September 6, 2013
Lera Auerbach, a composer/virtuoso & artist reflects on modern culture
For the very first time internationally, this year’s Mixon Hall Masters Series is gathering artists who are both virtuosic performers and innovative composers of works reflective of the time, culture and community in which they live. And, it begins on Tuesday, Sept. 17 at 8pm with 39-year-old pianist Lera Auerbach, who epitomizes her generation both through influence and execution.
An artistic multi-tasker, Auerbach has made a name for herself through a prolific body of musical work as well as her interdisciplinary pursuits that include writing poetry and creating visual works of art. At CIM’s Mixon Hall she will perform a work of her own, as well as Mussorgsky’s Pictures at an Exhibition.
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This year’s Mixon Hall Masters Series heralds the implementation, starting fall 2013, of the new program for the Composer/Virtuoso at the CIM. The repertoire for the 21st century will depend upon the musician who can reach a new young audience and Lera Auerbach has proven to engage current classical music audience as well as the next generation. Her compositional catalogue contains nearly 100 works, including 2 operas, 8 concertos and 28 chamber pieces, but her artistic expressions don’t stop with those prolific notes on the page. One of her most recent and highly acclaimed works is a ballet telling the story of “The Little Mermaid.” In addition to composing the piece, Auerbach has collaborated in imaginative and colorful stagings of it, such as a 2012 production by the National Ballet of China in Bejing.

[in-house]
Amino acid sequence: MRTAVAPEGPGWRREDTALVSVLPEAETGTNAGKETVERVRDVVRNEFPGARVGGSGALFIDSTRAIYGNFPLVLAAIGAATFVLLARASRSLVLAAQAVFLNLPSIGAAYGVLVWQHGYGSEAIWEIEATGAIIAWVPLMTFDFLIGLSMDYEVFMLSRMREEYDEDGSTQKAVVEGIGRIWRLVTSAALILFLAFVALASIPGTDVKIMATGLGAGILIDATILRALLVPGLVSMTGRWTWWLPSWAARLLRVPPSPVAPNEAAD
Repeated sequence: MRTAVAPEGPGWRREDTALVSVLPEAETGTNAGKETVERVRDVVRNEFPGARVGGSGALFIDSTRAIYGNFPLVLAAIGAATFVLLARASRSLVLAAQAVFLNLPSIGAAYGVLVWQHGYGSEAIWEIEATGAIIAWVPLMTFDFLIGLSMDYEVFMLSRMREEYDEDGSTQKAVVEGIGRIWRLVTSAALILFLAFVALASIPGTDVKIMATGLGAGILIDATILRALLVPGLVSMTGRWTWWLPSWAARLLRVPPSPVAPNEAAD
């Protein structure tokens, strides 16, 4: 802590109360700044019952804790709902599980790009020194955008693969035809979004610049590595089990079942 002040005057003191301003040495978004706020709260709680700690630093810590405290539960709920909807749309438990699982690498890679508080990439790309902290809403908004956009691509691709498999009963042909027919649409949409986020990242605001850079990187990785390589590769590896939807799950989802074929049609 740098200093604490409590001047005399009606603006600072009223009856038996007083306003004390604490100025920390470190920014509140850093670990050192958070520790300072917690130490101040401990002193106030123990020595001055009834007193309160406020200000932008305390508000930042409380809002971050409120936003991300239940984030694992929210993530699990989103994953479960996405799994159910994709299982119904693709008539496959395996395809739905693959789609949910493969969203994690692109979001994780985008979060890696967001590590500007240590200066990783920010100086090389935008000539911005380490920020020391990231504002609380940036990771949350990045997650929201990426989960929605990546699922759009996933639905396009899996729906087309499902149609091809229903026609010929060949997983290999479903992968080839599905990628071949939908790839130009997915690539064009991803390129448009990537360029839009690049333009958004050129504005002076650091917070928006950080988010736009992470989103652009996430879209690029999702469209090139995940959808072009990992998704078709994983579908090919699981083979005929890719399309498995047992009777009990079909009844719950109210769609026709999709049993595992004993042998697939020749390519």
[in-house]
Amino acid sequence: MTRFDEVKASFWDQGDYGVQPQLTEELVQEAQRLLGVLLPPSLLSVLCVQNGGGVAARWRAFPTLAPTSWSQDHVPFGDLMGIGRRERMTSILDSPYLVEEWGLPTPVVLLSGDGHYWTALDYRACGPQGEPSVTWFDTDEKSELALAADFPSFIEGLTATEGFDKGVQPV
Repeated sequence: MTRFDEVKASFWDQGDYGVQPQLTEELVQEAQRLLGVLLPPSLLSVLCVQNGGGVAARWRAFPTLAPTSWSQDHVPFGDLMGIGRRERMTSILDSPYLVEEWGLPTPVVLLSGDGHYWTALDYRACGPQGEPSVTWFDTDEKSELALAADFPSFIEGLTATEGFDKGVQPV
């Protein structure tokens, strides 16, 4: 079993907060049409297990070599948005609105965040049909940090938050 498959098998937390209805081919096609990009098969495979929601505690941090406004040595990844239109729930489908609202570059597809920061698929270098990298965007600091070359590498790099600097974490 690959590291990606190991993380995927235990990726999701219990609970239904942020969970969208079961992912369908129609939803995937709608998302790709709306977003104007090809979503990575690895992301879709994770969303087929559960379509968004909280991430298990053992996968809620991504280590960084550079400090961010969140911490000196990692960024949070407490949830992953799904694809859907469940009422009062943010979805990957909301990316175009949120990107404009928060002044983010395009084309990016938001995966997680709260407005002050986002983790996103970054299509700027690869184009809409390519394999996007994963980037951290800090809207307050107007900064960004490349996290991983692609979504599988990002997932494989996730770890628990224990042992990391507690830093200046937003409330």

She has also taken her work to another level of musical experience in what some might call performance art with a new production of “The Blind,” an acappella opera written for 12 voices. A new staging of the work premiered in New York recently during which all of the audience members were blindfolded. Based on Maeterlinck’s symbolist play of the same name, it is one of Auerbach’s earliest works. An interview with Auerbach about this and her creative life was featured in The New York Times this past July.
“The message is that we are the blind,” she explained to Times reporter Vivien Schweitzer. “With all our means of communications, we see each other less and connect less. We have less understanding and compassion for other people. We have this screen between us.”
Off stage, Auerbach continues expressing herself artistically—making photographs, painting and creating 3D works of art. She refers to her exploration of the visual arts as a “coping technique” for dealing with stress and “creative procrastination” when compositional deadlines are looming.
Of course, her recital in the Mixon Hall Masters Series will focus on her as a composer/virtuoso—a masterful concert pianist who is helping to build the next great repertoire for the 21st century. As it is a solo performance, it will not include either of the aforementioned ballet or opera, but will feature Auerbach’s Twenty-Four Preludes for Piano, Op. 41 as well as her personal interpretation of Mussorgsky’s Pictures at an Exhibition.
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